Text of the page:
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Chinese word for "crisis": Wikis

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The Chinese word for "crisis" (simplified Chinese: 危机traditional Chinese: 危機pinyin: wēijīWade-Giles: wei-chi) is frequently invoked in motivational speaking along with the fallacious statement that the two characters it is composed of represent "danger" and (supposedly) "opportunity." Many linguists consider this idea to be a fanciful folk etymology, since the character alone does not necessarily mean "opportunity."

Analysis of wēijī

Victor H. Mair of the University of Pennsylvania has called the popular interpretion of wēijī in the English-speaking world a "widespread public misperception."[1] In fact, wēi () does roughly mean "danger, dangerous; endanger, jeopardize; perilous; precipitous, precarious; high; fear, afraid" (as in wēixiăn 危险, "dangerous"), but the polysemous () does not necessarily mean "opportunity." The compound noun jīhuì (机会) means "opportunity," but is only a part of it; has numerous meanings, including "machine, mechanical; airplane; suitable occasion; crucial point; pivot; incipient moment; opportune, opportunity; chance; key link; secret; cunning." More importantly, these are "secondary" meanings—according to Mair, only acquires the connotations of secondary meanings (such as "opportunity") when used in conjunction with another morpheme (in this case, in jīhuì); by itself, it does not have these meanings. Mair suggests that in wēijī is closer to "crucial point" than to "opportunity."[1]

Origins

Benjamin Zimmer has traced the history of weiji in English as far back as anonymous editorial in a journal[2] for missionaries in China.[3] The use of the term probably gained momentum when John F. Kennedy delivered a speech in Indianapolis on April 12, 1959:[3]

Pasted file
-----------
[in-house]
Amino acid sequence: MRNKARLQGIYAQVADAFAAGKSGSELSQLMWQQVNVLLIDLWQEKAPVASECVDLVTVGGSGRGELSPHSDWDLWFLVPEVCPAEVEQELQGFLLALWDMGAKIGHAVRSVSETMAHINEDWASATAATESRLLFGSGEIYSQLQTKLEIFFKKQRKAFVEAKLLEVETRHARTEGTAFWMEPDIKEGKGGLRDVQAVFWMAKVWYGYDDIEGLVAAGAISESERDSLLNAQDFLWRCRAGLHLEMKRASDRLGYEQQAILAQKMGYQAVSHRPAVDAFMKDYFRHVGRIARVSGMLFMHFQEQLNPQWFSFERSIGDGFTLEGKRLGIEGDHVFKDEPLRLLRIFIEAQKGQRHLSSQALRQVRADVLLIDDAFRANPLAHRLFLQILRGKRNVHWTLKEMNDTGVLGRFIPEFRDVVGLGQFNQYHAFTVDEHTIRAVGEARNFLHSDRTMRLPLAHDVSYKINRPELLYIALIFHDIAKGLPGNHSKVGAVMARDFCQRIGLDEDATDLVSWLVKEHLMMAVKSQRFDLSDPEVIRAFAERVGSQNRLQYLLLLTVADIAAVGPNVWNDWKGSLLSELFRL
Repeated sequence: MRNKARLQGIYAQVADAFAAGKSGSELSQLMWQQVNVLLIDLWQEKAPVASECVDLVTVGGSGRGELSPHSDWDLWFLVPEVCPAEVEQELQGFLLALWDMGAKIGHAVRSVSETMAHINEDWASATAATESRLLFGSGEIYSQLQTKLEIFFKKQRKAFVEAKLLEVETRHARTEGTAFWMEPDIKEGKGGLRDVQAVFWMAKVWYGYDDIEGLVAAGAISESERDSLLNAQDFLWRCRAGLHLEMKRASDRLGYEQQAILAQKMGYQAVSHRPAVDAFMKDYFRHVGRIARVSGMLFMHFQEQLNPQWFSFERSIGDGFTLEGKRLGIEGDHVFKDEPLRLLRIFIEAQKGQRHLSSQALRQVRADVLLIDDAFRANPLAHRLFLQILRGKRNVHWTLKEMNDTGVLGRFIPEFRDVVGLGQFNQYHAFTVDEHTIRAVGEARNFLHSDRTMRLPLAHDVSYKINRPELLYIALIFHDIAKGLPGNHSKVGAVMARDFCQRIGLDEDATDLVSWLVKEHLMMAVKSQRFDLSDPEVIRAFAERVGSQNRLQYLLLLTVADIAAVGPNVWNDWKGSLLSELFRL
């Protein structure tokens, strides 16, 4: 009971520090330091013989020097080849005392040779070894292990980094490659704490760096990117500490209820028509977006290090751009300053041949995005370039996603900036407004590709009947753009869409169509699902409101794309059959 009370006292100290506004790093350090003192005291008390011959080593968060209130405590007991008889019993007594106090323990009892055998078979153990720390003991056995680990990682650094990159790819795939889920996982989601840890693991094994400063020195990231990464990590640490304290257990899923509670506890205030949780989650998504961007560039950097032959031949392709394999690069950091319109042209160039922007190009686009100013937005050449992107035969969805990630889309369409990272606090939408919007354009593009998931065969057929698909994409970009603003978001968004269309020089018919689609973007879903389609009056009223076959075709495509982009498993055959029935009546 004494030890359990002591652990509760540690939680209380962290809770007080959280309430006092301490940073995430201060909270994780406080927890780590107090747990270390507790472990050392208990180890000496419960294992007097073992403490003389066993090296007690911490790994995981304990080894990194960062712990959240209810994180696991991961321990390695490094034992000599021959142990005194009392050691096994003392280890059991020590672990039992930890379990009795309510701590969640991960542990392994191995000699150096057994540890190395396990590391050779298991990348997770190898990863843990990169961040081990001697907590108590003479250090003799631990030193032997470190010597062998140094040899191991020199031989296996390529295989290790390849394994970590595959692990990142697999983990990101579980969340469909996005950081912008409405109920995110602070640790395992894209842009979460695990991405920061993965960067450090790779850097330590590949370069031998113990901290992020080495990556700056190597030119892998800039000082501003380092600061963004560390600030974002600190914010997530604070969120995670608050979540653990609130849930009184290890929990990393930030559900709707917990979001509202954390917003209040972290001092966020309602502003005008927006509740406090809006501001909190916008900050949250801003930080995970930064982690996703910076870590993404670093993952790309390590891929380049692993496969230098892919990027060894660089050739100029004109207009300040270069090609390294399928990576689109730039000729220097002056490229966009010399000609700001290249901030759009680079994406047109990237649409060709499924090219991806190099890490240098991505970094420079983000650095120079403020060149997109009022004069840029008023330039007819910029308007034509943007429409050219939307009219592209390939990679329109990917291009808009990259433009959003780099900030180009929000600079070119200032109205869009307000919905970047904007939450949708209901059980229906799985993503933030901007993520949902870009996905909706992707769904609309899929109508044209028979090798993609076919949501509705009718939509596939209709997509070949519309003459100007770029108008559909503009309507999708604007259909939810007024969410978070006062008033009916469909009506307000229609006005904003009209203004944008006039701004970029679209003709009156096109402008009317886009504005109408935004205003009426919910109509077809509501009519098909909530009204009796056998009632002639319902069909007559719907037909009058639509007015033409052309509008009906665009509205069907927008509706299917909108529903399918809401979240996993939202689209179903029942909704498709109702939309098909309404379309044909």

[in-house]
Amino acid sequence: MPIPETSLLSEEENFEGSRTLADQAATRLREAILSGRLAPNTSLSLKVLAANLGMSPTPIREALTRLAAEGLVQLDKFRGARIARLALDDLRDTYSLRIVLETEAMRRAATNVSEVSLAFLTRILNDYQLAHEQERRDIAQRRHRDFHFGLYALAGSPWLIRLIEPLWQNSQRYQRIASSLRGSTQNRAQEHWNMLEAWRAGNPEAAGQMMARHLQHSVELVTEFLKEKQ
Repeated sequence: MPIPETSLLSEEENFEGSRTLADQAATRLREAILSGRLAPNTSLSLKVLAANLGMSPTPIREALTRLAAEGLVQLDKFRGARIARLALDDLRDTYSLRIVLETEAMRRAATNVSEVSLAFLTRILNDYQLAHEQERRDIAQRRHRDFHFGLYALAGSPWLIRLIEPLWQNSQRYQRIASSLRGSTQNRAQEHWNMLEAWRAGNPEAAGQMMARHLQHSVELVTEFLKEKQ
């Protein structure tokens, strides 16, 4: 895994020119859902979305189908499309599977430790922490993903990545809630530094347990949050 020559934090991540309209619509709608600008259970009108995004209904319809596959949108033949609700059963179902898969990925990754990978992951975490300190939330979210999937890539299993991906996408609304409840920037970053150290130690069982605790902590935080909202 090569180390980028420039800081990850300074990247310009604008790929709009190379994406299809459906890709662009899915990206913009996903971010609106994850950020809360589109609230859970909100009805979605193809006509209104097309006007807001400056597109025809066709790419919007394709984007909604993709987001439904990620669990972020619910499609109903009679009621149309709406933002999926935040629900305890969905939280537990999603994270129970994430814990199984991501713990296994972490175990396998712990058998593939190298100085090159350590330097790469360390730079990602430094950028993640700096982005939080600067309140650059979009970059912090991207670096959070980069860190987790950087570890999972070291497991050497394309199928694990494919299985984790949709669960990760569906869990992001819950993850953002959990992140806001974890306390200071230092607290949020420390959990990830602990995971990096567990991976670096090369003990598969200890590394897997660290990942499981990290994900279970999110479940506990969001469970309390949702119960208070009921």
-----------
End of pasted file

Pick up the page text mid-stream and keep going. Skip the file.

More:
When written in Chinese the word crisis is composed of two characters.
One represents danger, and the other represents opportunity.[4]

Kennedy employed this trope routinely in his speeches, and it was then appropriated by Richard M. Nixon and others. The usage has been adopted by business consultants and motivational speakers and has gained great popularity in universities and in the popular press. For example, in 2007, Condoleezza Rice repeated the misunderstanding during Middle East peace talks,[5] and Al Gore did so in testimony before the U.S. House of Representatives Energy and Commerce Committee,[6] and in his Nobel Peace Prize acceptance speech.[7]

Some linguists have attributed the appeal of this misinterpretation to its "handiness" as a rhetorical device and an optimistic "call to action."[8] Because of the attractiveness of this folk etymology, Mair has suggested that its popularity is due in part to "wishful thinking."[1]

References

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